Yes, like any common human being, legendary novelist, Jane Austen’s house, the Hampshire Cottage, is facing a crisis and it needs an (almost) urgent repair. The rooftop is letting raindrops fall; tiles in the rooftop may slip down; in short, the house needs a revamping soon enough in order to be able to save Austen’s writing table, a few manuscripts and many memories of the novelist for her fans worldwide who visit the cottage to feel Austen’s presence within the walls. However, the relieving news is that, as reported by The Telegraph UK, many fans of Austen have come from across the world to support the repair of the rooftop, which is old enough to take a repair like a coaxed child.
Lizzie Dunford, the director of Jane’s House Museum, has come forward with an earnest message for help from the fans of Austen. There are almost 30,000 tiles that need to be replaced at the earliest. Ms Dunford, the director of Austen Museum, has requested the fans across the world to sponsor one tile – so, 30,000 fans across the world can save the rooftop of Austen’s house which has not been repaired since 1940, the year when Austen’s house (during her writing years, including the classics like Emma and Pride and Prejudice) was turned into a museum for visitors.
The director of the museum is invoking the very works of Austen – she is stating the fact that almost all the protagonists in Austen’s novels are seeking the comfort of financial stability and permanent home. However, these days, Austen’s own house needs repairs and that’s why fans should come ahead and support ‘her’. To quote Ms Dunford, she said:
“Money and the security of a permanent home is so important in all Jane Austen’s novels, and it is incredibly relevant to us this year,” she told The Sunday Telegraph. “I do feel a little bit like Mrs Bennett. She really is being so practical, even in her hysterical way, in trying to make sure that her family is financially secure for the future. Definitely like her, but with fewer hysterics, and only an occasional bonnet.” (courtesy, The Sunday Telegraph)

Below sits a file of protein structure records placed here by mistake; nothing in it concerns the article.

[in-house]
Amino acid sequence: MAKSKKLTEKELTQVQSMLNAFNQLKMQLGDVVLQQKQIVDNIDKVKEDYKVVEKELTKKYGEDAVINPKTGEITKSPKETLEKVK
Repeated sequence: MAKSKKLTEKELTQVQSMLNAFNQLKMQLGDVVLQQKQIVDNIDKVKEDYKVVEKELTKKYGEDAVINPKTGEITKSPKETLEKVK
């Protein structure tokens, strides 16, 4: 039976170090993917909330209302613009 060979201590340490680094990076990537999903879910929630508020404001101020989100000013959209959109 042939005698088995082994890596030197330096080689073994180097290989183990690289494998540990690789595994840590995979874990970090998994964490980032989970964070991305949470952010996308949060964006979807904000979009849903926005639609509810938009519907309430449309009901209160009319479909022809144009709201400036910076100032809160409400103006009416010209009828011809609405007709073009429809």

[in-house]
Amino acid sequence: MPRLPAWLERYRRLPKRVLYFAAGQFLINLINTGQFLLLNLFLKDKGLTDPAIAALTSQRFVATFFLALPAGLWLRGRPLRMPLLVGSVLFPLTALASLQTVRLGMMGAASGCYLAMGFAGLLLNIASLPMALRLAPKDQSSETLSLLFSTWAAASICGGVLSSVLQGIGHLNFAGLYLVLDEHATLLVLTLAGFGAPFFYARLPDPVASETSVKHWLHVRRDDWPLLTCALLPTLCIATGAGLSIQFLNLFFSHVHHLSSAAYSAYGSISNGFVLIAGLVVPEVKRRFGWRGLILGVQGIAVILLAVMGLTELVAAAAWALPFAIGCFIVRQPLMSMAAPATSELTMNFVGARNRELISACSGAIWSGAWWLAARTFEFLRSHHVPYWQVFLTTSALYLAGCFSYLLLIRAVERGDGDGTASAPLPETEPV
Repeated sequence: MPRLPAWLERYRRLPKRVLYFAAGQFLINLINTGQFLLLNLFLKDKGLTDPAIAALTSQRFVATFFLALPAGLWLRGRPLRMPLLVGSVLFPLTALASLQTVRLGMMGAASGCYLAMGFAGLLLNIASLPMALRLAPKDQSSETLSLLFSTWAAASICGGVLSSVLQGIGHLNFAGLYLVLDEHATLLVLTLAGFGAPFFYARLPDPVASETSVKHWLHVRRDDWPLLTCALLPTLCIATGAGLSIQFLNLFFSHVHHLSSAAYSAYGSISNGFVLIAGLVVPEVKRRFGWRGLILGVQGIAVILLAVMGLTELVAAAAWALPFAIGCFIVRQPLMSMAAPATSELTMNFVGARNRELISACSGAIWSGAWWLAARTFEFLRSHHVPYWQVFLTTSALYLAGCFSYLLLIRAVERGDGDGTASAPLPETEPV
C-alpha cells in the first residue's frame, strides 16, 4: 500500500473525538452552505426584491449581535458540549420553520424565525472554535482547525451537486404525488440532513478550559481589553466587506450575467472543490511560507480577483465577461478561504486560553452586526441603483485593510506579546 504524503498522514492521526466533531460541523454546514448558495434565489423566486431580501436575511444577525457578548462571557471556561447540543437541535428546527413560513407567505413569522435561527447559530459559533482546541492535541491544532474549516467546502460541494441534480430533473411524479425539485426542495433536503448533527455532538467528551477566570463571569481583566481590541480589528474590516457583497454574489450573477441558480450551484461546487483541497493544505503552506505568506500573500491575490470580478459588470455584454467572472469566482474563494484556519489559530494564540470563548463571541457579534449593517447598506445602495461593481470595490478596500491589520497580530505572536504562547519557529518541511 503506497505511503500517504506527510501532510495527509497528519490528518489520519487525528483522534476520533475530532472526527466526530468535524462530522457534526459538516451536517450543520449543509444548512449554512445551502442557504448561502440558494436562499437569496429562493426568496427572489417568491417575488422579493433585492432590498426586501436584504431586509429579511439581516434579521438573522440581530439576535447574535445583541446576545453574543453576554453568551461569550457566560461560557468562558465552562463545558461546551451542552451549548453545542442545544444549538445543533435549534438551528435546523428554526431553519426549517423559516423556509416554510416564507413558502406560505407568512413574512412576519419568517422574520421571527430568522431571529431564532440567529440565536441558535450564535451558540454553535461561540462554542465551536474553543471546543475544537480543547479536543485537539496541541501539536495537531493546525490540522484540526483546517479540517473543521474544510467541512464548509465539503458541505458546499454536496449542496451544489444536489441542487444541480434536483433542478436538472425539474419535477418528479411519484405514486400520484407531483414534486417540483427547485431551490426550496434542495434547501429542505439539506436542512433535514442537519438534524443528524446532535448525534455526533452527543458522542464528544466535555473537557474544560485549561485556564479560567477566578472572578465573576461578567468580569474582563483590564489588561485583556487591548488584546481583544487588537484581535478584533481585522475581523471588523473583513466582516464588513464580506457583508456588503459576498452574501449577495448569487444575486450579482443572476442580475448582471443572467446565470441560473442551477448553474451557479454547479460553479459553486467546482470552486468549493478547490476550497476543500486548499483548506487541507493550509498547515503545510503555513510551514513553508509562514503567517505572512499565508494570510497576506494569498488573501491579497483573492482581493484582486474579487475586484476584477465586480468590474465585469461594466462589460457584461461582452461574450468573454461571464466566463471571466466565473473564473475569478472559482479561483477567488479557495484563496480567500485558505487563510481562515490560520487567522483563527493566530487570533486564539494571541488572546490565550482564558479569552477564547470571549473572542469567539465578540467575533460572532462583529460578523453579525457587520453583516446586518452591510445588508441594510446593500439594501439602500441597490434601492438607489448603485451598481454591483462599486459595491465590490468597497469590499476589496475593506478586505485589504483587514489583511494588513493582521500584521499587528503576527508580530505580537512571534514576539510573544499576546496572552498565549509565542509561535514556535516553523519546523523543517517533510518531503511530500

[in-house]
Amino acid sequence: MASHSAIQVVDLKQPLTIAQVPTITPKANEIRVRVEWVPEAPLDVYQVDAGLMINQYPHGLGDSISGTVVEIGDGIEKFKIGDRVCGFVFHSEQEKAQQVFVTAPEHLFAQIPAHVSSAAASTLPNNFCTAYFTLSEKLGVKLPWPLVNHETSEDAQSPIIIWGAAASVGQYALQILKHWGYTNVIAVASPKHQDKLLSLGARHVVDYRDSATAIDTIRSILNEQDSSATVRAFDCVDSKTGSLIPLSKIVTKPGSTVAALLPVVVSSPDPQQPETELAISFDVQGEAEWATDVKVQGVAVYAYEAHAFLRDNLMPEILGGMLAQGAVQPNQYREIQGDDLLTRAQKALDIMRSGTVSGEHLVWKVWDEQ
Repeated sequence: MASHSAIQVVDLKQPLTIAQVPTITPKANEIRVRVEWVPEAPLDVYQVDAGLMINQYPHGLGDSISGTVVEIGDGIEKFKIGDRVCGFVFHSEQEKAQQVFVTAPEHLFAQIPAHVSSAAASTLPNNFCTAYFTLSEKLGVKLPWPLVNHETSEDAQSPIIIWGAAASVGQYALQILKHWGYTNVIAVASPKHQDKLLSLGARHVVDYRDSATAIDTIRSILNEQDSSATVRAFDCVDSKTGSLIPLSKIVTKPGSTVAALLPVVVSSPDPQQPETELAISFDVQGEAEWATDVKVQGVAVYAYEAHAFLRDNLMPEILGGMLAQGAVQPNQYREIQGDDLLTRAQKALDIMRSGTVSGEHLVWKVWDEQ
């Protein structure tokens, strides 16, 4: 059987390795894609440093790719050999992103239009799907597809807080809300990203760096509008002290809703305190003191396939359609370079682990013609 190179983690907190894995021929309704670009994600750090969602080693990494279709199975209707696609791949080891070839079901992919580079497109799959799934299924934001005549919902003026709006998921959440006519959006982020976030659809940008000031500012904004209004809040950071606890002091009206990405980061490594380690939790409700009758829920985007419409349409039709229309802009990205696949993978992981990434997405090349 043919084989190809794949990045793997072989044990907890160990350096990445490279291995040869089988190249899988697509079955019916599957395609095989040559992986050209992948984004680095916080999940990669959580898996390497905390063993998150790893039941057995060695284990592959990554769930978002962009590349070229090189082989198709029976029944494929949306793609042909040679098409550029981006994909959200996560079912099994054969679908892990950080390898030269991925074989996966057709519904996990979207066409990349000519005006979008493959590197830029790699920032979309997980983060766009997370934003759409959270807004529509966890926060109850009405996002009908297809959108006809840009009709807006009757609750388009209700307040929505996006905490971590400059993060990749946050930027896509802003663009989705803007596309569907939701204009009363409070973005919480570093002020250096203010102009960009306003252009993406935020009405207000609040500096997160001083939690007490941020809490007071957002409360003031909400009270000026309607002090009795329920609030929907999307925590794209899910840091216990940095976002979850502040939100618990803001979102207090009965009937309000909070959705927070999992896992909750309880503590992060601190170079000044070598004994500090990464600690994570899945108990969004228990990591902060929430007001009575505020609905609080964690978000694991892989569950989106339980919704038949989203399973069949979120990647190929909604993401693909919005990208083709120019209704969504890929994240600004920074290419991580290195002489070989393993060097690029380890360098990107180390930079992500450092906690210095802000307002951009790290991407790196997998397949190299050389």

The cost of replacing 30,000 tiles has been calculated to be £250,000 and doing simple mathematics will tell us that if one fan sponsors one tile, as the director of the museum has requested, it will come down to £9 donation by a person… isn’t it easy for an Austen fan?
Fans around the world, who love the novels by Austen, come forward and save the 17th-century home to Austen when she weaved wonderful novels that still entertain and enthral us. We at Literature News send our best wishes to Lizzie Dunford, the director of the Museum, for her campaign and success of the same.
Moreover, it should also be taken care of by the English Government that they don’t let down a house which inspired Austen to create her fiction. It is certainly nothing lesser than a pilgrimage for her fans around the world and they would never want it to fall.
Literature News, written by a contributor